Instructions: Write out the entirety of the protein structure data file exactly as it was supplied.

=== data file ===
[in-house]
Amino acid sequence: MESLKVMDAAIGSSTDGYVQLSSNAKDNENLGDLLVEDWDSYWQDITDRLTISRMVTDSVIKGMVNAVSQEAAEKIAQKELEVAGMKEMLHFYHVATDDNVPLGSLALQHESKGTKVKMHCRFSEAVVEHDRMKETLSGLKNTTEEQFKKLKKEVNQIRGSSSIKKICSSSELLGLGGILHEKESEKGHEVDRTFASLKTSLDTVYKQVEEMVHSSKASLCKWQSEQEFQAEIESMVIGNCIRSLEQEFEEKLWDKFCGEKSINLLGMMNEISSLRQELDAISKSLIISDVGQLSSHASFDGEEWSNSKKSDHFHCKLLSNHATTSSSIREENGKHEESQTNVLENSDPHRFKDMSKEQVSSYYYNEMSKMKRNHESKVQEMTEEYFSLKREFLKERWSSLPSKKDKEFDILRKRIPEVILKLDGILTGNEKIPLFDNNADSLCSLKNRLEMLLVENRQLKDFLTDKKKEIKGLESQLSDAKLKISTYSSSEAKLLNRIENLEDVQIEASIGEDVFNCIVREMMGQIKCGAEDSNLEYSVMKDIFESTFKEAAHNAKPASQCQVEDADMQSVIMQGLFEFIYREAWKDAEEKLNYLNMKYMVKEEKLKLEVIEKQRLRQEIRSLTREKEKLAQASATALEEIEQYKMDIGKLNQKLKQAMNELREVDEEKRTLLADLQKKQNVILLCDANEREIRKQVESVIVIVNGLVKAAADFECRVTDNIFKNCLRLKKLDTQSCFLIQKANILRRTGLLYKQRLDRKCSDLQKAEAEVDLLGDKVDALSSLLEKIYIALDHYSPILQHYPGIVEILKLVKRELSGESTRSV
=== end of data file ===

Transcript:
[in-house]
Amino acid sequence: MESLKVMDAAIGSSTDGYVQLSSNAKDNENLGDLLVEDWDSYWQDITDRLTISRMVTDSVIKGMVNAVSQEAAEKIAQKELEVAGMKEMLHFYHVATDDNVPLGSLALQHESKGTKVKMHCRFSEAVVEHDRMKETLSGLKNTTEEQFKKLKKEVNQIRGSSSIKKICSSSELLGLGGILHEKESEKGHEVDRTFASLKTSLDTVYKQVEEMVHSSKASLCKWQSEQEFQAEIESMVIGNCIRSLEQEFEEKLWDKFCGEKSINLLGMMNEISSLRQELDAISKSLIISDVGQLSSHASFDGEEWSNSKKSDHFHCKLLSNHATTSSSIREENGKHEESQTNVLENSDPHRFKDMSKEQVSSYYYNEMSKMKRNHESKVQEMTEEYFSLKREFLKERWSSLPSKKDKEFDILRKRIPEVILKLDGILTGNEKIPLFDNNADSLCSLKNRLEMLLVENRQLKDFLTDKKKEIKGLESQLSDAKLKISTYSSSEAKLLNRIENLEDVQIEASIGEDVFNCIVREMMGQIKCGAEDSNLEYSVMKDIFESTFKEAAHNAKPASQCQVEDADMQSVIMQGLFEFIYREAWKDAEEKLNYLNMKYMVKEEKLKLEVIEKQRLRQEIRSLTREKEKLAQASATALEEIEQYKMDIGKLNQKLKQAMNELREVDEEKRTLLADLQKKQNVILLCDANEREIRKQVESVIVIVNGLVKAAADFECRVTDNIFKNCLRLKKLDTQSCFLIQKANILRRTGLLYKQRLDRKCSDLQKAEAEVDLLGDKVDALSSLLEKIYIALDHYSPILQHYPGIVEILKLVKRELSGESTRSV